By Ed Kauffman, Safety Training Manager

According to the current statistics from the Centers for Disease Control and Prevention and the National Institute for Occupational Safety and Health, falls were the leading cause of death in the United States’ construction industry for 2020. Sadly, approximately 300 to 400 construction workers fell to their deaths each year. This is a tragic reflection of why falls are consistently one of the Occupational Safety and Health Administration’s (OSHA) Focus Four, or Fatal Four, hazards.

Based on the most recent data for Fiscal Year 2021 (October 1, 2020-September 30, 2021), falls are one of the most frequently cited standards following worksite inspections by OSHA compliance safety and health officers. Moreover, it’s important to realize fall-related hazards appear four times in the top six most frequently cited OSHA standards resulting in penalties: fall protection; ladders; scaffolding; and fall protection training. Let’s look at what employees and employers need to do to comply and reduce the number of fall fatalities. 

Fall Protection

In the fall protection for construction regulations, OSHA identifies an employer’s responsibilities as follows.

  1. Assessing the workplace to determine if walking/working surfaces are sufficient to safely support workers and their associated work-related activities. 
  2. Determining if fall protection is necessary to sufficiently protect employees from fall hazards based on requirements set forth by the OSHA standard.
  3. Selecting and providing employees with compliant fall protection systems that meet all applicable OSHA standards.

The Six-Foot Rule

OSHA states that fall protection systems must be in place and used when construction workers are working at heights of 6 feet or more above a lower level. Furthermore, this rule applies to heights of less than 6 feet when employees are required to work near, at, or with significant, serious hazards and/or dangerous equipment. 


OSHA has outlined and updated specific requirements for three basic types of ladders commonly used in construction.

  1. Extension ladders – These ladders typically comprise two sections that contain brackets or guides.
  2. Job-made wooden ladders – These are wooden ladders constructed at, or on, construction sites. 
  3. Stepladders – These are any self-supporting A-frame ladders used on construction sites.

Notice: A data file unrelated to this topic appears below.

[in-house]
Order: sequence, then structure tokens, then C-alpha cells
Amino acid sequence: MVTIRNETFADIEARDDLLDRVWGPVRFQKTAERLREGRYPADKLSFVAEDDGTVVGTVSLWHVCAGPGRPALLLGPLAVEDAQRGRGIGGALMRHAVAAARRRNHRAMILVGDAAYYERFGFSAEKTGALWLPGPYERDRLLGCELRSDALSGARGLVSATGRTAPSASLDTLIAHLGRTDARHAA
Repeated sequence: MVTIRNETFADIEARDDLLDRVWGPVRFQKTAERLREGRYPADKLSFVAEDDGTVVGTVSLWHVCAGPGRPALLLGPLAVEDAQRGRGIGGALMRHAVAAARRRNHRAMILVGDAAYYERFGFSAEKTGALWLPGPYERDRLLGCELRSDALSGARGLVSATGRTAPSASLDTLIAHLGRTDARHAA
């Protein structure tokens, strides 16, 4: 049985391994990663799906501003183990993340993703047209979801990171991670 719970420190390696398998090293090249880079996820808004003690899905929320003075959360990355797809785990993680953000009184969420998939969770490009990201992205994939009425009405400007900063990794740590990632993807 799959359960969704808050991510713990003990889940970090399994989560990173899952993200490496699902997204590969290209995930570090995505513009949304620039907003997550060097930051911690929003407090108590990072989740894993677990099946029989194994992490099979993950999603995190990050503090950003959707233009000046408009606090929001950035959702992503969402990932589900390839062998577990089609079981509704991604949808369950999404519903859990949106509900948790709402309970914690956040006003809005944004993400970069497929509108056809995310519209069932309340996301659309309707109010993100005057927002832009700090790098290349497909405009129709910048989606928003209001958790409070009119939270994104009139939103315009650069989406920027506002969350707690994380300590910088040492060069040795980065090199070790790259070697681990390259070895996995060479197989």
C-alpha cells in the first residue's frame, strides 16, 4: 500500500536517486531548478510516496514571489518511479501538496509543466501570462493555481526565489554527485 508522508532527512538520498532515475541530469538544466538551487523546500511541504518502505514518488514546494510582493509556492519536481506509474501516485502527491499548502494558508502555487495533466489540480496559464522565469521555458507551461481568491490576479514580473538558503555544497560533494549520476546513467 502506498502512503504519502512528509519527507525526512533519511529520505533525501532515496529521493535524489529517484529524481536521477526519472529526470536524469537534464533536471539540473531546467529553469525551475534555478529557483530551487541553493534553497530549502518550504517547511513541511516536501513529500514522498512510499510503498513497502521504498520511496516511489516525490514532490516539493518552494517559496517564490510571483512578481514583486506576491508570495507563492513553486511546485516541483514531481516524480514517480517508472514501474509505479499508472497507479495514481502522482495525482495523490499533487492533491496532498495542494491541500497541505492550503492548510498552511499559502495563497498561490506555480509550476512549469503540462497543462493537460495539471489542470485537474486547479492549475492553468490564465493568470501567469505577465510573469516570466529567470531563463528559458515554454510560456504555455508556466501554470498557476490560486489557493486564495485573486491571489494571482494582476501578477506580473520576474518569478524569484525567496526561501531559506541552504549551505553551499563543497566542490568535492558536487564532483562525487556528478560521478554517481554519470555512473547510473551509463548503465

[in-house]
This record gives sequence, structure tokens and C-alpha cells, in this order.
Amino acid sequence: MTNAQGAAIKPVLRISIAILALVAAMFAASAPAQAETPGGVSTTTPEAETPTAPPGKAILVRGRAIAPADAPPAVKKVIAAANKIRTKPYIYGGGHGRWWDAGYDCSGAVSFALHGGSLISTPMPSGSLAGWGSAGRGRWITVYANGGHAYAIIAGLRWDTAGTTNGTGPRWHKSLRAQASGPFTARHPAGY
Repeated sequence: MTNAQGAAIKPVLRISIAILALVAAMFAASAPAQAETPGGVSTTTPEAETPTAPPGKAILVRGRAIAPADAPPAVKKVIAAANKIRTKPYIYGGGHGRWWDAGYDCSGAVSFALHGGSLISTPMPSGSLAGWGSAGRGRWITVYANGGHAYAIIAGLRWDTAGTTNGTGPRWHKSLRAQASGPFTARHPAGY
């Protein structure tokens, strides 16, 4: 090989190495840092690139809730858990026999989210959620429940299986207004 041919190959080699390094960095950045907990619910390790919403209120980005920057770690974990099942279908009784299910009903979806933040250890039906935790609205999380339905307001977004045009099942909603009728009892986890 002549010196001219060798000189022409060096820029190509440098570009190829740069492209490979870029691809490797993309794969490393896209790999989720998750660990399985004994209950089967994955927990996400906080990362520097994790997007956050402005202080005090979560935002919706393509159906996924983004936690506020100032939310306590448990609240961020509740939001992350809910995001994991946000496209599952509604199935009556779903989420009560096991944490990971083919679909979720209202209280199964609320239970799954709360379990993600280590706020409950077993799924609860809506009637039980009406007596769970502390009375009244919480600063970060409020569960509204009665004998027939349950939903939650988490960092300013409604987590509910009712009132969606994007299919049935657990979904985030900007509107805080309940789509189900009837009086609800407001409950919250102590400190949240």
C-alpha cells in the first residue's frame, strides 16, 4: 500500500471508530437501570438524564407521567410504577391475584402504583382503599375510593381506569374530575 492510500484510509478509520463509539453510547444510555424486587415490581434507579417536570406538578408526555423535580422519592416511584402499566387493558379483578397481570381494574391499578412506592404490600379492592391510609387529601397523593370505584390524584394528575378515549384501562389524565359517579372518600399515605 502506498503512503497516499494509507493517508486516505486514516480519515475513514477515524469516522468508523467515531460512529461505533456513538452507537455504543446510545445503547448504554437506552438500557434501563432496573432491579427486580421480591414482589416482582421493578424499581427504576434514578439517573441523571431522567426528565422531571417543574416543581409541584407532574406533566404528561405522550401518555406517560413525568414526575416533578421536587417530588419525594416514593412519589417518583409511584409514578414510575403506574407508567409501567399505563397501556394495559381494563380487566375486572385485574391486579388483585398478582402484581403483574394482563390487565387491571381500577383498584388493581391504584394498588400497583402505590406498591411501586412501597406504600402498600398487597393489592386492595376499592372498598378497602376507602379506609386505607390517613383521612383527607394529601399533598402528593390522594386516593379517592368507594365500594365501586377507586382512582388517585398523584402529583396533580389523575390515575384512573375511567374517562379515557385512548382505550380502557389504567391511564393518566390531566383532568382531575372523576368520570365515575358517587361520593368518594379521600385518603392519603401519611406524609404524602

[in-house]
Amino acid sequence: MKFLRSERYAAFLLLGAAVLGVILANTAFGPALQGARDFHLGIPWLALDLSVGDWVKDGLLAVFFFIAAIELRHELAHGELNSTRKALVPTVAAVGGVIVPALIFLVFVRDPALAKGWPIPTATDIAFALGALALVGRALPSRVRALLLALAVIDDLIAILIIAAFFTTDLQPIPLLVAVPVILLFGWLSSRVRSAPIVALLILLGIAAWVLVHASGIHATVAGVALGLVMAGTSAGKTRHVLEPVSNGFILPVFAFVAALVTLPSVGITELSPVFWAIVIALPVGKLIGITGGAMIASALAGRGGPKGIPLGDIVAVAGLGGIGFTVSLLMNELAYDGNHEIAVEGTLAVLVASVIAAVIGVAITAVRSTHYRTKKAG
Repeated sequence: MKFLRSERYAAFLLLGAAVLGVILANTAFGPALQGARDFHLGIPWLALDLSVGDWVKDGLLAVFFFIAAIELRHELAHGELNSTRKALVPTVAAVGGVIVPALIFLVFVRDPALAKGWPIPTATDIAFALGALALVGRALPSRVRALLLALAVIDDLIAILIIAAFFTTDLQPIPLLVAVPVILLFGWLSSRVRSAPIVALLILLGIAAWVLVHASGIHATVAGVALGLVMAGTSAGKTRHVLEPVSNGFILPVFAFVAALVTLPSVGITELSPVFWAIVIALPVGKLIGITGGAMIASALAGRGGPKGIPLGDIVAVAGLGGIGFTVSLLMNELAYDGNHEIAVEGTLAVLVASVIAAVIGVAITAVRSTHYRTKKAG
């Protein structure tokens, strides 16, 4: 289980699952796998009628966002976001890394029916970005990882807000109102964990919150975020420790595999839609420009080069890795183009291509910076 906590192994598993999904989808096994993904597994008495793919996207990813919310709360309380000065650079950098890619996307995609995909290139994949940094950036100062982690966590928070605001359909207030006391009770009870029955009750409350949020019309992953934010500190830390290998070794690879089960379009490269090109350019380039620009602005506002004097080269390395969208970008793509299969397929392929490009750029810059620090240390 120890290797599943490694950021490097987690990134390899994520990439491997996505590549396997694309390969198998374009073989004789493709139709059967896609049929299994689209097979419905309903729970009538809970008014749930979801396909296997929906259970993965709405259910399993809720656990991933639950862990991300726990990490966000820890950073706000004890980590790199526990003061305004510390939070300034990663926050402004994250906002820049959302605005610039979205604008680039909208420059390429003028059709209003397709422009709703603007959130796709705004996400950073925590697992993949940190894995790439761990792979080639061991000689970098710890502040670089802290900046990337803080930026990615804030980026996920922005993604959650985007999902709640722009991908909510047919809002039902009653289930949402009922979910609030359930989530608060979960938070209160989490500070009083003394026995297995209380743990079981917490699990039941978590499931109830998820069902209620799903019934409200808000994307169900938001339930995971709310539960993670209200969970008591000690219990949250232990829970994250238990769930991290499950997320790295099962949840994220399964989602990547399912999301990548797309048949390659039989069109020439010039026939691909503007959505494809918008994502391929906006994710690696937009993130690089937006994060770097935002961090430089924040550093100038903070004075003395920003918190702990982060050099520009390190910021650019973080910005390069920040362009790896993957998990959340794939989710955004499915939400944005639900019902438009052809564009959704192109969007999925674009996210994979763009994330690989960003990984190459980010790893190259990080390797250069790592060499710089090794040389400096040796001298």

Requirements for the distinct types of ladders vary by function and ladder structure. It is highly recommended that each ladder type on a site is compared to the correct portion of the standard. This will help to ensure on-site ladders are OSHA compliant and used according to the standard.


OSHA defines scaffolds as an elevated, temporary work platform and identifies two distinct types:

  1. Supported scaffold – Built from the ground up, this type of scaffolding consists of one or more platforms on rigid, load-bearing support. Other equipment, such as scissor and aerial lifts, can be considered part of this group.
  2. Suspended scaffold – At least one or more platforms are suspended by non-rigid, overhead support, such as rope.

Each type of scaffolding has specific OSHA requirements, so it is vital not only to review the OSHA standard and relevant letters of interpretation, but also to ensure the contracted responsible on-site party is erecting, utilizing, and designing compliant scaffolding. 

Fall Protection Training

For the regulations pertaining to fall protection training in the construction industry, OSHA outlines an employer’s responsibilities. These include:

  1. An employer must develop and utilize a fall protection training program for each employee who might be exposed to fall hazards. This management-approved program must include fall hazard recognition and how to minimize these hazards.
  2. Each employee must be successfully trained, as needed, by a competent person who is qualified in the specific areas identified for fall protection safety training and procedures. 
  3. For each employee, an employer must maintain written certification records that meet specific OSHA requirements.
  4. Fall protection training must include the correct procedures for all fall protection systems in use, including personal fall arrest systems.

Not sure if your company needs fall protection training? RETTEW offers a variety of courses and services to ensure organizations and businesses are prepared, including OSHA’s Construction Outreach 10- and 30-hour courses. Contact our Safety Training Manager, Ed Kauffman, to learn more about RETTEW’s comprehensive and compliant safety training programs and custom training curriculums.

Additional Offerings

Safety training and consulting are only some of RETTEW’s 600-plus services. Our safety team works hand in hand with engineers, scientists, project managers, and other technical experts at places such as manufacturing facilities, drill pads, and commercial construction sites. We are well respected for our work in a diverse number of industries and are known for ensuring workers and equipment remain safe, which keeps your projects on track and your bottom line growing.